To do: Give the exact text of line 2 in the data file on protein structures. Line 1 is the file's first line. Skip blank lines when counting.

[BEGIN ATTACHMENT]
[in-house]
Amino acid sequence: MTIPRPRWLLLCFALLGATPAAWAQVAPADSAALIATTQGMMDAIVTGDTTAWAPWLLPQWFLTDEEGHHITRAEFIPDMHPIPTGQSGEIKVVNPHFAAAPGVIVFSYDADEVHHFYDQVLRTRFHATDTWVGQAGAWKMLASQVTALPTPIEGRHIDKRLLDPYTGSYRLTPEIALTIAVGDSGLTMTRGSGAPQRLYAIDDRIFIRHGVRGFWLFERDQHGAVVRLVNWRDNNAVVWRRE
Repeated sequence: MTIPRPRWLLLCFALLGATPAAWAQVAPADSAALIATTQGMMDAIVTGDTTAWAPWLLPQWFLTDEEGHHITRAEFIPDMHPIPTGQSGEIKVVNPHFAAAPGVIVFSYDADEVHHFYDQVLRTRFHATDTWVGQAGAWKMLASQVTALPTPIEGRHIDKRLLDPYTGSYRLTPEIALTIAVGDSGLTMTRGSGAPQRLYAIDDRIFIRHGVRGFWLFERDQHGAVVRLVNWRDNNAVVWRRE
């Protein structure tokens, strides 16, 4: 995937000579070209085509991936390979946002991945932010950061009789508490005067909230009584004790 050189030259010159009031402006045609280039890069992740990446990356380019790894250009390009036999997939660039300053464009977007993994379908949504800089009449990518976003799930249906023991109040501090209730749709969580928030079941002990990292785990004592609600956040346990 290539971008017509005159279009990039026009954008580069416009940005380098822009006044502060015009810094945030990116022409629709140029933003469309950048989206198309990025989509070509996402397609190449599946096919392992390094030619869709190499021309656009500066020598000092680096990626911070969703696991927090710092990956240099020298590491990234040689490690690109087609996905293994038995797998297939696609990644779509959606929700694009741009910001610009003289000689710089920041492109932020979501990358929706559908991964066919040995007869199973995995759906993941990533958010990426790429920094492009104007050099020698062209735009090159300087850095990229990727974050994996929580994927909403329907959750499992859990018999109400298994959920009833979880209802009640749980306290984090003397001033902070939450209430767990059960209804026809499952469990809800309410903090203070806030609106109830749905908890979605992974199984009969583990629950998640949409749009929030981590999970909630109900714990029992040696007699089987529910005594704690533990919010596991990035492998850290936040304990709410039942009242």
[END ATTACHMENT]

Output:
Amino acid sequence: MTIPRPRWLLLCFALLGATPAAWAQVAPADSAALIATTQGMMDAIVTGDTTAWAPWLLPQWFLTDEEGHHITRAEFIPDMHPIPTGQSGEIKVVNPHFAAAPGVIVFSYDADEVHHFYDQVLRTRFHATDTWVGQAGAWKMLASQVTALPTPIEGRHIDKRLLDPYTGSYRLTPEIALTIAVGDSGLTMTRGSGAPQRLYAIDDRIFIRHGVRGFWLFERDQHGAVVRLVNWRDNNAVVWRRE